Have you ever read the first 100 pages of a book and given up? That is what I nearly did with this one. But I persevered, and I am glad I did. The remaining 250 pages more than make up for the weak start.
The plot is a staple one, that of a serial killer in a Cambridge University college (this one called Ariel). As the book opens, a female undergraduate has been horribly murdered. It turns out that she is the third person to have been killed in less than 3 years. DCI Withers is now assigned to the case, having previously been sidelined for trying to convince his boss that the previous two deaths at the same college were related. Now that a third woman has been killed, it is impossible to escape the conclusion that one person, dubbed by the unimaginative media “the Cambridge Butcher”, is responsible. As well as the Withers back-story, we also get to know the group of undergraduates at Ariel who were in the victims’ circle. They are a disparate group, rather too Evelyn Waugh for my taste. A third aspect to the narrative is Matthew Denison, a forensic psychiatrist who is an old university friend of Withers and who is called in not only to examine the victims’ bodies but also to help investigate the crimes from the perspective of the mind and motivation of the killer(s). He has a very bland domestic set up with an always-understanding woman called Cass, which I could certainly have done without.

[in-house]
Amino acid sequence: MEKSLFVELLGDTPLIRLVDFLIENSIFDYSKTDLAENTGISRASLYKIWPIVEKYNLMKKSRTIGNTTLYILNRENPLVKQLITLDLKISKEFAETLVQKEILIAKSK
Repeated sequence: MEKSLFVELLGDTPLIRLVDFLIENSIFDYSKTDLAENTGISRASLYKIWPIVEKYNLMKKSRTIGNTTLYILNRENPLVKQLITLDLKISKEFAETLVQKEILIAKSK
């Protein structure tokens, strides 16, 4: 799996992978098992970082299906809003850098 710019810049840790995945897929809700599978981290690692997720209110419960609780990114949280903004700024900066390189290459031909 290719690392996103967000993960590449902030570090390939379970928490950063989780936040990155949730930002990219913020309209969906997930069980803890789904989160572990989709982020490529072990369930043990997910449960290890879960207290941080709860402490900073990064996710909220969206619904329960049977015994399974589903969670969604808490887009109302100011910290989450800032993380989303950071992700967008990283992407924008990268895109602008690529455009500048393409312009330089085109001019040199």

After about 100 pages of this I was getting quite bored and finding it hard to fix (or care about) the half-dozen or so examples of privileged youth who are presumably intended to be the chief suspects for the murders. However, when one of them becomes traumatised and hospitalised by having witnessed the third murder, as well as being a suspected perpetrator, the book begins to grip. And the grip continues to tighten, as we travel through a case of multiple personality disorder while Matthew tries to disentangle objective truth from present and past traumas. Suddenly, the story of the events surrounding all three murders is told chronologically, which brings the whole book into focus as the characters shift into three dimensions, and their reactions gel. I became more and more absorbed, as the temperature dropped lower and lower (figuratively and literally), and twist after twist caught me on the hop. In the end, I would say this novel is almost Scandinavian in quality as a piece of crime fiction, and that is praise indeed.
Twisted Wing was first published by Long Barn Books (warning: spoilers in blurb at the link) in the days when they published first novels that won their competition. It was then published in paperback by Simon and Schuster (blurb is brief but fairly spoilerish), which is the edition I purchased and read.
Other reviews of this book:
Reviewing the Evidence (Sharon Wheeler, excellent review, as usual)
Fleur Fisher (a very perceptive review)